Twitter has lifted the 140 character limit on direct messages on 12th August 2015 and now lets users type upto the extent of 10,000 characters! Direct messages on Twitter lets you have private conversations with others. There have been many changes in the direct messaging system over the past few months, with this being the latest one. This change of lifting the character limit has made messaging powerful and fun. It started with rolling out on Android and iOS apps initially and slowly spread across worldwide.
Another change included the ‘retweet with comment’ service, where the retweeted tweet showed as a card inside the tweet, which in turn freed the 140 character space for more comments.
Making constant changes for the betterment of the users and to stand high amongst the others in the market, Twitter has now also come up with the thought of lifting the character limit on tweets. Just like direct messages, even tweets have been restricted to being 140 characters long. This was what separated Twitter from other blogging platforms. The character limit led to short texts about news, humour, updates and more – everything with just to-the-point information, which helped more tweets to be seen together.
Many users who have not liked this character limit service, have fled to other platforms like Facebook. But, Twitter still never considered removing this limit. However, this seems to be coming to an end soon. Re/code quotes, “Twitter is building a new product that will allow users to share tweets that are longer than the company’s 140-character limit.” It hasn’t yet been unfolded what this product will look like.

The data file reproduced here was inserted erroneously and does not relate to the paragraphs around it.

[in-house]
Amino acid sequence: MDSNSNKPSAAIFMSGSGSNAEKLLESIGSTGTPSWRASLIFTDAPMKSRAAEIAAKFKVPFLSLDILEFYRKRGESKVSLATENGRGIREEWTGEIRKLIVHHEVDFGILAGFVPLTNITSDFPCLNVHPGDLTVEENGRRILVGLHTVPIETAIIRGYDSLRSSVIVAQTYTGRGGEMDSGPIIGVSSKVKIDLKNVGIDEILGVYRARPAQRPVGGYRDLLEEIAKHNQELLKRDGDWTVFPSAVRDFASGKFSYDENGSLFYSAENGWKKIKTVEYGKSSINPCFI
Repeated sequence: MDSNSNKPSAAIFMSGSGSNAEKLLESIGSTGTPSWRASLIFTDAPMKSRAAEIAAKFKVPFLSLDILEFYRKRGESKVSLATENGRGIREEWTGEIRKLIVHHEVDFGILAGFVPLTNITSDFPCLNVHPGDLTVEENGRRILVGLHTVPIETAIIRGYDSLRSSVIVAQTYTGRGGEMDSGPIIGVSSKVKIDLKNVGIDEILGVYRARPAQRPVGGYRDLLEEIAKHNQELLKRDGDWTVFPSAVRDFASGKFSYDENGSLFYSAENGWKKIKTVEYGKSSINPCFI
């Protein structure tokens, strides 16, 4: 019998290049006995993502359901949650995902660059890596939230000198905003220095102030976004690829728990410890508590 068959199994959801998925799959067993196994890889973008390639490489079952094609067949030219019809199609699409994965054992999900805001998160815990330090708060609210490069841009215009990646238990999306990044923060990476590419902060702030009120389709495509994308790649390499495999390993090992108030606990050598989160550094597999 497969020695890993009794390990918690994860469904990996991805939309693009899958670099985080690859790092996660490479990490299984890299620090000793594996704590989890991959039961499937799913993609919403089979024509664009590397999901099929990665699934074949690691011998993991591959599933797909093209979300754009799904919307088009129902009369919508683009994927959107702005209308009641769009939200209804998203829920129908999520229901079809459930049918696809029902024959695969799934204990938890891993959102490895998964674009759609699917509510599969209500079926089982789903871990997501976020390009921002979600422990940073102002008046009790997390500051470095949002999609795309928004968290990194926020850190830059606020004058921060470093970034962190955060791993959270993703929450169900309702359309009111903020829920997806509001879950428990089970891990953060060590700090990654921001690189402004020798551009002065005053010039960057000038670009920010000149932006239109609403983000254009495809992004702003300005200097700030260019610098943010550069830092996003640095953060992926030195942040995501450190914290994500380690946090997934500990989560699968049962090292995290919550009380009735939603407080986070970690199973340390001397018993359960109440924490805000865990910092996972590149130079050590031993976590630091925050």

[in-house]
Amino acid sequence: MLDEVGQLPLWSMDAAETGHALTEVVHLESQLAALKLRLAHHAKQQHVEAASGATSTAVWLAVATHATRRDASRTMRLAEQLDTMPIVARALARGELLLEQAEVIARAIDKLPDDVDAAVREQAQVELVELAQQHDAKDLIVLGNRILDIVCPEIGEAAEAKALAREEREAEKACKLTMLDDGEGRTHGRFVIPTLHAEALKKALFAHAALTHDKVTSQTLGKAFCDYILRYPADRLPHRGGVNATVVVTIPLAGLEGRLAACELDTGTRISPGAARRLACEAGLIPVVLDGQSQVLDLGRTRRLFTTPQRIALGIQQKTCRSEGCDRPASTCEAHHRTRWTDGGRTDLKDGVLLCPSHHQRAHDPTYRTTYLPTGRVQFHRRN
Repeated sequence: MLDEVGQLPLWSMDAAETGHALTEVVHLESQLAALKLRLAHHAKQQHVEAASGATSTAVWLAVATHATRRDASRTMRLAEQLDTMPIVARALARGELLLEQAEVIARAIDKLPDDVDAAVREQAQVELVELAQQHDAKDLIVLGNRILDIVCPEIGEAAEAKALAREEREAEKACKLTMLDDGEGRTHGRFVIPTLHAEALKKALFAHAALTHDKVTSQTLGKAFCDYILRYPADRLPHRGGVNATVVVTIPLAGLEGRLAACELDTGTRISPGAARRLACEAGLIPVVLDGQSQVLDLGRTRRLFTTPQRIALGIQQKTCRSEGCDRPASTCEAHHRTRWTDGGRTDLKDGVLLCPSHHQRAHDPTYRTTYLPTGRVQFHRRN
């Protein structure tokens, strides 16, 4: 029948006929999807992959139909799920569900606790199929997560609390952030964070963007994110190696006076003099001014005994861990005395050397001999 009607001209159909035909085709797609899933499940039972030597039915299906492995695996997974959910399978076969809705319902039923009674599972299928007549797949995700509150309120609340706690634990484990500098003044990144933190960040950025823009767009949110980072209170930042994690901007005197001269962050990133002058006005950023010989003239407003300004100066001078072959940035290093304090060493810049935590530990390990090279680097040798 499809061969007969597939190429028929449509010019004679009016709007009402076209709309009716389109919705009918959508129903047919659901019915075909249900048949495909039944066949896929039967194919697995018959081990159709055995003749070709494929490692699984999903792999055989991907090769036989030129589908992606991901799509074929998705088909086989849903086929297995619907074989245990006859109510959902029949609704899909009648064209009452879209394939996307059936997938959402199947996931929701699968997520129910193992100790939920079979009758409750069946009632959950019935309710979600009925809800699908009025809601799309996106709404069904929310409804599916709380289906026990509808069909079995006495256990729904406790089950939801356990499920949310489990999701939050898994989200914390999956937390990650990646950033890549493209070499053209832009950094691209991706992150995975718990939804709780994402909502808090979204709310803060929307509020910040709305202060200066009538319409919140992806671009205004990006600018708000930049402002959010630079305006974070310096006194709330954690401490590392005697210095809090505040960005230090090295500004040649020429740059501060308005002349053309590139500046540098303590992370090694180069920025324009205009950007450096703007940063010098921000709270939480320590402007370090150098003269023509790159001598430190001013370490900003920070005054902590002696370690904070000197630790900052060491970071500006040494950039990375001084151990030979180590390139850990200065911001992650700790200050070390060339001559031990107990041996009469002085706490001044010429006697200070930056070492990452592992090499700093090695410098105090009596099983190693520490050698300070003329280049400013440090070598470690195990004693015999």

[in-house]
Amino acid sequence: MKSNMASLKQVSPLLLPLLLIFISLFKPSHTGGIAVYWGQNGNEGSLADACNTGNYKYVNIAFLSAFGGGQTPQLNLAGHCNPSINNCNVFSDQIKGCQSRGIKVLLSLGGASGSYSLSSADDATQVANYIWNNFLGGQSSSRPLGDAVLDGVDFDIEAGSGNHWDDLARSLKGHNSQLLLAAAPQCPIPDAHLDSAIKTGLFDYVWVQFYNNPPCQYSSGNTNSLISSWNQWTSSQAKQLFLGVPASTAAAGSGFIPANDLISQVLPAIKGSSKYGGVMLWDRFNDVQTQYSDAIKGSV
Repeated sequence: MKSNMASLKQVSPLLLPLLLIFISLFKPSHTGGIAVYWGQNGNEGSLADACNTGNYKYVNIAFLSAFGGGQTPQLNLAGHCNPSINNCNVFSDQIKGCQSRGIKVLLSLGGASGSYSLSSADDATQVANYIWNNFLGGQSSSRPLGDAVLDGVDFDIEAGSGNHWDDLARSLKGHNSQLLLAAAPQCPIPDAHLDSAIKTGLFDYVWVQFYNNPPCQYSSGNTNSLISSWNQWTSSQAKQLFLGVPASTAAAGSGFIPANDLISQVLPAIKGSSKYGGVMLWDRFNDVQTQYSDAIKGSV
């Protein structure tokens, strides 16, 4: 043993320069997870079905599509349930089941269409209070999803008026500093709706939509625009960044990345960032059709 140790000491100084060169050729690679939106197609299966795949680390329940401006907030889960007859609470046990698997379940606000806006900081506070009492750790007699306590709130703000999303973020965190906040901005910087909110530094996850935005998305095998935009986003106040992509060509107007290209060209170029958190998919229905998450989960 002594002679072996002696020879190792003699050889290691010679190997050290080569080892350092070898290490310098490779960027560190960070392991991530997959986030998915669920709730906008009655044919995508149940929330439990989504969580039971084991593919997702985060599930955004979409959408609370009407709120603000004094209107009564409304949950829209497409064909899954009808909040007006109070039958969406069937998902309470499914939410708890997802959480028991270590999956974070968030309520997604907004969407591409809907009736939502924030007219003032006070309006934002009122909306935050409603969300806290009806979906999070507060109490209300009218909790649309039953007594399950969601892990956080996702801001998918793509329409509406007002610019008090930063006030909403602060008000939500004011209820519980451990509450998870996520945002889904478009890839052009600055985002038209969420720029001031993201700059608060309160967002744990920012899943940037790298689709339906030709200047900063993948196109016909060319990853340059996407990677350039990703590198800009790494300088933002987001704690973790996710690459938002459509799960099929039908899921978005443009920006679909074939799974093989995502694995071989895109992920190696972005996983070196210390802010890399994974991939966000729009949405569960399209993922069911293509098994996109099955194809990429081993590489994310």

There are some users who dint not fly away to other blogging platforms. Instead, they turned to using services like Twenth and TwitLonger, where they could post messages longer than 140 characters in Twitter but, only 140 characters showed up on the display, with a link to the rest of the content.
The character limit of Twitter has been its trademark feature from the very beginning, although it has been a topic of discussion internally at Twitter for a long time. Even those outside the company have argued that the character length should be expanded. It seems like their wish has been finally granted. Apart from raising the bar on character limit, Twitter has even been discussing that it must remove things like links and user handles from the count.
With hundreds of millions of tweets sent across the world everyday inspite of the 140 character limit, the question arises if the long-form option will increase Twitter’s audience or will those users that appreciate the short-form trademark feature stop tweeting at all. Will Twitter with this long-form option become another Facebook? Would people want another Facebook when they already have one or will they prefer to have the Twitter they have been having since years? This question will only be answered once this new change rolls out and the results are examined.